By Laura Peters @jerlien
In a corner of the Netherlands lies an area called the ‘Oostvaardersplassen’, also named the ‘Dutch Serengeti’ by the Guardian. In this land, it is as if you are being transported back in time. Back to a time before big, grey cities and concrete. To a time where the land was green and teeming with wildlife. And not just pigeons or rats, but foxes, deer, cattle and horses.
Upon entering the Oostvaardersplassen, you can see big grazers like Heck cattle, Konik horses and red deer. If you are lucky you will see the Sea Eagle soaring above you, and spot Ravens in the dead, bare trees. Now add a sunset to this image.
Are you sure we are still in the Netherlands?
Yes, I am (I have been there myself).
So how did this area come to be? To be honest, it was an accident. In 1968, there was a big project to promote industrialization and reclaim land from the sea. However, a certain plot was too wet to develop, and as there was no pressure to do something with it, it was left as it was and nature claimed it as its own. That was when they decided not to build on the area, but to instead do some rewilding: the process of restoring an area to its natural state, before we humans started making changes. The aim is to reintroduce the animals that were removed from the area and to have no human interference at all.
So far, so good, I would say.
In 1983, a total of 32 Heck cattle could call the area their home, together with 18 Konikhorses and 40 red deer a few years later. The animals did very well; so well, that this year they number as follows:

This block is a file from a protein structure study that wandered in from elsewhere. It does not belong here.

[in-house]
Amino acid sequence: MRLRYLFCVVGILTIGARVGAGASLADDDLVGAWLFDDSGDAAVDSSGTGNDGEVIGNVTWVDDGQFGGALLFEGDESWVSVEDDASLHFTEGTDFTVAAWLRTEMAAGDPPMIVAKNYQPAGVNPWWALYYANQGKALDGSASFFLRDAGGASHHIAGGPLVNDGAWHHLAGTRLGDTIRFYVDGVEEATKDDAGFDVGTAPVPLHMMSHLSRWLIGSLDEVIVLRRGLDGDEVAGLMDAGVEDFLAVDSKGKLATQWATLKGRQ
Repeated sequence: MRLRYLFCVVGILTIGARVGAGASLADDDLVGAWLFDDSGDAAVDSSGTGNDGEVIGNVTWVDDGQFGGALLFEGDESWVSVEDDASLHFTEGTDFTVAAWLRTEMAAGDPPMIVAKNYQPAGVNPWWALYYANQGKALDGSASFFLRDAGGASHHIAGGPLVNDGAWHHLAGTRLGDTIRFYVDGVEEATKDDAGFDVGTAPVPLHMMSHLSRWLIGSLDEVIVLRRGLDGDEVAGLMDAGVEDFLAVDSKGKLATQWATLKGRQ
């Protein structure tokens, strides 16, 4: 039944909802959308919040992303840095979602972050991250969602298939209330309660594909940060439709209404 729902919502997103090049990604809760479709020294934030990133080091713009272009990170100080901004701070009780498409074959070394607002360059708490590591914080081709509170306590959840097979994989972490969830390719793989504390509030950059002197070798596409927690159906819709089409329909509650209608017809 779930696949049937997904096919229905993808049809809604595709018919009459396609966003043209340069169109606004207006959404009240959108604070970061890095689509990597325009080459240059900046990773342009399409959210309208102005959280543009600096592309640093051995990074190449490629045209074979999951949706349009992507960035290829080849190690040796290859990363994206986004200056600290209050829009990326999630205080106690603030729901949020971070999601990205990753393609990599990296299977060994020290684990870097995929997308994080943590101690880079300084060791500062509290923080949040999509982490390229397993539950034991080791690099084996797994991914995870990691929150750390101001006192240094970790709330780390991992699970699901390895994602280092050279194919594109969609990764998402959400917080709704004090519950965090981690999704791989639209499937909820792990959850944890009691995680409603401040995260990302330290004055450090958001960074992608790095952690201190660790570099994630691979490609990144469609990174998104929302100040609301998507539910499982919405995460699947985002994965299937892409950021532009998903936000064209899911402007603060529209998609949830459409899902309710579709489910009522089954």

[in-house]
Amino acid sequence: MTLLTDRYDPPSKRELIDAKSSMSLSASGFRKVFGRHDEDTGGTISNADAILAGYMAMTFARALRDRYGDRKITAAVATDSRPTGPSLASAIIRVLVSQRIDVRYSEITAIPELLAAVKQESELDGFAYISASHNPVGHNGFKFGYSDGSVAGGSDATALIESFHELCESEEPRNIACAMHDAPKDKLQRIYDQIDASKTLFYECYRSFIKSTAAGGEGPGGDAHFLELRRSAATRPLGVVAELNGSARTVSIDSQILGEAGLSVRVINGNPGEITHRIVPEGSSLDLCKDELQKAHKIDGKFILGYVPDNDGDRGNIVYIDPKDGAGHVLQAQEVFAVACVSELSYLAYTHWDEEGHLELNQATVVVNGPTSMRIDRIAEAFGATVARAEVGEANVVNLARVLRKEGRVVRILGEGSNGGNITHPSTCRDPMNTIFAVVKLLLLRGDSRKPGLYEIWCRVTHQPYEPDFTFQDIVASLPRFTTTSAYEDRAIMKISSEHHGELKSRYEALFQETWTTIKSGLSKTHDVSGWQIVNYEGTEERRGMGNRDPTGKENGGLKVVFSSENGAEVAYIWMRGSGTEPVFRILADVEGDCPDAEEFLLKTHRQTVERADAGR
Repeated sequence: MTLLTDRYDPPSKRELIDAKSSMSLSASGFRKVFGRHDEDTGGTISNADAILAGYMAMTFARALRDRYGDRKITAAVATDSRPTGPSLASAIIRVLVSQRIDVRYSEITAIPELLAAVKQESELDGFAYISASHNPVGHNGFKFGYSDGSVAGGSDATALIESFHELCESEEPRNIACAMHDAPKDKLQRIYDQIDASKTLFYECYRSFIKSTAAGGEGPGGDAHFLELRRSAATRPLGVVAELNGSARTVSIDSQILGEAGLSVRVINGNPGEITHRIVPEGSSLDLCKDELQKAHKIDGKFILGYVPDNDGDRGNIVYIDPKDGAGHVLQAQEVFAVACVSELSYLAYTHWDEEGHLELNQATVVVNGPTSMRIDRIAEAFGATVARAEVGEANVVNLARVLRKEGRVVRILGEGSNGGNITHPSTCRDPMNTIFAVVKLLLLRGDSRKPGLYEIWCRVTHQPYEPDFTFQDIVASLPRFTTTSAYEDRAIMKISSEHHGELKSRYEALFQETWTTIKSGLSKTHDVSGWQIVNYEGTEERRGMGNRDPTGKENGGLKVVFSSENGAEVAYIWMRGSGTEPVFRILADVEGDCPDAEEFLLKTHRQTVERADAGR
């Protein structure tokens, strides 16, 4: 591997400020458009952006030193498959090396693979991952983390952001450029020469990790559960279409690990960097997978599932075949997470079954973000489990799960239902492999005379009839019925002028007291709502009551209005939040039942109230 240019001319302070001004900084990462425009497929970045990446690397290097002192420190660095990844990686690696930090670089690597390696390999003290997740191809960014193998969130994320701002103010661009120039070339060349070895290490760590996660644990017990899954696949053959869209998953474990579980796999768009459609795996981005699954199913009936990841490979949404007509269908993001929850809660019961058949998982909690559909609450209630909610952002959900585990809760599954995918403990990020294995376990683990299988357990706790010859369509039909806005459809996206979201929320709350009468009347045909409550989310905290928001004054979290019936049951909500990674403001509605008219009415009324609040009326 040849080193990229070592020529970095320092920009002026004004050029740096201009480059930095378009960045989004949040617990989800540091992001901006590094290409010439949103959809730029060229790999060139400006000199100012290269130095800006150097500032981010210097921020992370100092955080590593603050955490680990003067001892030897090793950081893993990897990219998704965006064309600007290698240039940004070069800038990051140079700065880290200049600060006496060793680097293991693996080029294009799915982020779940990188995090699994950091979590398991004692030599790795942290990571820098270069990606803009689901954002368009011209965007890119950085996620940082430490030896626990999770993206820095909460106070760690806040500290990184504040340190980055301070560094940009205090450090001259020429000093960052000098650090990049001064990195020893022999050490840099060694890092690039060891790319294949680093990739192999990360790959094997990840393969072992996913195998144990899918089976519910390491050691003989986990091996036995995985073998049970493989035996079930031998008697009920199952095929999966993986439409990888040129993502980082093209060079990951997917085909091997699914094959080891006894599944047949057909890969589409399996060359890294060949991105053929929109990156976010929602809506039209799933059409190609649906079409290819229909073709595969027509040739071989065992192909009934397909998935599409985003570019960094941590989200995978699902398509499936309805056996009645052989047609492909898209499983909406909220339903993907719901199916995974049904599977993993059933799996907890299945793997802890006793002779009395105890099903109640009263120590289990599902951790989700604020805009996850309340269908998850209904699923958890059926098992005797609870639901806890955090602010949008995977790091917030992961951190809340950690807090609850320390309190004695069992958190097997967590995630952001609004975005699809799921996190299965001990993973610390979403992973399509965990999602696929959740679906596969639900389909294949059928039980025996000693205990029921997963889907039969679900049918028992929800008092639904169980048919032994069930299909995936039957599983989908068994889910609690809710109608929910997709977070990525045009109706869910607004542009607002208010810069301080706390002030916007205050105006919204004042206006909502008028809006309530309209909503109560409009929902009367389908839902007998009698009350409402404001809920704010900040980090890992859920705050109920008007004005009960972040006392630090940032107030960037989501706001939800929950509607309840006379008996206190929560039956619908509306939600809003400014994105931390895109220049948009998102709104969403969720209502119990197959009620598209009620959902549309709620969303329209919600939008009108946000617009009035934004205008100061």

Red deer: 3,950 individuals
Konik horses: 1,050 individuals
Heck cattle: 230 individuals
Lovely! Even more chance to see animals! Except that in winter, you are unfortunately more likely to see a cadaver.
Yikes. Yeah, that’s what I thought too. It turns out that the area is too small to sustain such large numbers of grazers. Whilst there is plenty of food to be found for everyone in spring and summer, they are starving to death in winter. There is not enough food and they cannot leave the Oostvaardersplassen since it is a fenced area. As a result, Rangers shoot the animals that are starving each winter, and concerned communities complain about cruelty.
It has now been decided that the Oostvaardersplassen can sustain 490 Red deer, 450 Konik horses and 230 Heck cattle. If you remember the numbers from before, there is a big difference between the actual amount of grazers that there are, and how many there should be. The horses will be moved to other areas in Europe, but the red deer are not – the stress of translocation would be too much for the animals, so they are to be shot instead.
Is this an example of rewilding gone wrong?
Now lets not be hasty. We simply need to allow nature to take over this problem as well! Wasn’t the whole aim of rewilding to ‘have no human interference’? Exactly. That means we need someone – or something – else to kill the animals for us. Something like…. the Wolf.
Ahum. If this took you with surprise, you are not the only one. There is a lot of doubt about this. However, it is important to recognize that we don’t need to reintroduce the Wolf like we reintroduced the heck cattle. The wolves have already come on their own, to reclaim their land. The latest data suggests that there have been 8 individual wolves to visit the Netherlands in 2018, with one Wolf to stay for longer than a few weeks. She has made her home in the Veluwe, an area not too far away from the Oostvaardersplassen.
Rewilding gone wrong?